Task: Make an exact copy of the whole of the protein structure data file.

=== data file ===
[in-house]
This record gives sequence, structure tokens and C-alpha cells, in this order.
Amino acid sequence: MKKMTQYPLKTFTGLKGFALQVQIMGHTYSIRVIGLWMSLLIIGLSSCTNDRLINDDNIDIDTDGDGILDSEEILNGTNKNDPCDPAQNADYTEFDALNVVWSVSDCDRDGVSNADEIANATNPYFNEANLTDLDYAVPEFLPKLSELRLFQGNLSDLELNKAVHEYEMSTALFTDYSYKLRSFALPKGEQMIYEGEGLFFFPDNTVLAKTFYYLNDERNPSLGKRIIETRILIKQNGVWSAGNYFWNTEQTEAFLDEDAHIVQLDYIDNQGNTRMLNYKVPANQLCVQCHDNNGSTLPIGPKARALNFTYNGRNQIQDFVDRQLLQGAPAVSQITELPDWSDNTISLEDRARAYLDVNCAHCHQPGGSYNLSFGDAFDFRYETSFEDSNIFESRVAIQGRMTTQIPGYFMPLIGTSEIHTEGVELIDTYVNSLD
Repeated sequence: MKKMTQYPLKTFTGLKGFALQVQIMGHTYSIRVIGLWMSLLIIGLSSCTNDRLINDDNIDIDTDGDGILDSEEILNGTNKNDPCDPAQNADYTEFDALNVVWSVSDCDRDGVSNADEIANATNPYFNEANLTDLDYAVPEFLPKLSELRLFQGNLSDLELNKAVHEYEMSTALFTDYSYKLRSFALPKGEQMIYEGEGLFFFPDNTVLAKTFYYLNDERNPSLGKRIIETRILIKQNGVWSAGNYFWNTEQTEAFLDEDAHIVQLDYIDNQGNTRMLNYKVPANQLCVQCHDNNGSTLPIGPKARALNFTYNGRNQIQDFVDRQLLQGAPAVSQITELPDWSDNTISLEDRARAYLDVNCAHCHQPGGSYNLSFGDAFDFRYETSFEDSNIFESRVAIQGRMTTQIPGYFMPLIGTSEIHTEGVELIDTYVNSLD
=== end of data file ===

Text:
[in-house]
This record gives sequence, structure tokens and C-alpha cells, in this order.
Amino acid sequence: MKKMTQYPLKTFTGLKGFALQVQIMGHTYSIRVIGLWMSLLIIGLSSCTNDRLINDDNIDIDTDGDGILDSEEILNGTNKNDPCDPAQNADYTEFDALNVVWSVSDCDRDGVSNADEIANATNPYFNEANLTDLDYAVPEFLPKLSELRLFQGNLSDLELNKAVHEYEMSTALFTDYSYKLRSFALPKGEQMIYEGEGLFFFPDNTVLAKTFYYLNDERNPSLGKRIIETRILIKQNGVWSAGNYFWNTEQTEAFLDEDAHIVQLDYIDNQGNTRMLNYKVPANQLCVQCHDNNGSTLPIGPKARALNFTYNGRNQIQDFVDRQLLQGAPAVSQITELPDWSDNTISLEDRARAYLDVNCAHCHQPGGSYNLSFGDAFDFRYETSFEDSNIFESRVAIQGRMTTQIPGYFMPLIGTSEIHTEGVELIDTYVNSLD
Repeated sequence: MKKMTQYPLKTFTGLKGFALQVQIMGHTYSIRVIGLWMSLLIIGLSSCTNDRLINDDNIDIDTDGDGILDSEEILNGTNKNDPCDPAQNADYTEFDALNVVWSVSDCDRDGVSNADEIANATNPYFNEANLTDLDYAVPEFLPKLSELRLFQGNLSDLELNKAVHEYEMSTALFTDYSYKLRSFALPKGEQMIYEGEGLFFFPDNTVLAKTFYYLNDERNPSLGKRIIETRILIKQNGVWSAGNYFWNTEQTEAFLDEDAHIVQLDYIDNQGNTRMLNYKVPANQLCVQCHDNNGSTLPIGPKARALNFTYNGRNQIQDFVDRQLLQGAPAVSQITELPDWSDNTISLEDRARAYLDVNCAHCHQPGGSYNLSFGDAFDFRYETSFEDSNIFESRVAIQGRMTTQIPGYFMPLIGTSEIHTEGVELIDTYVNSLD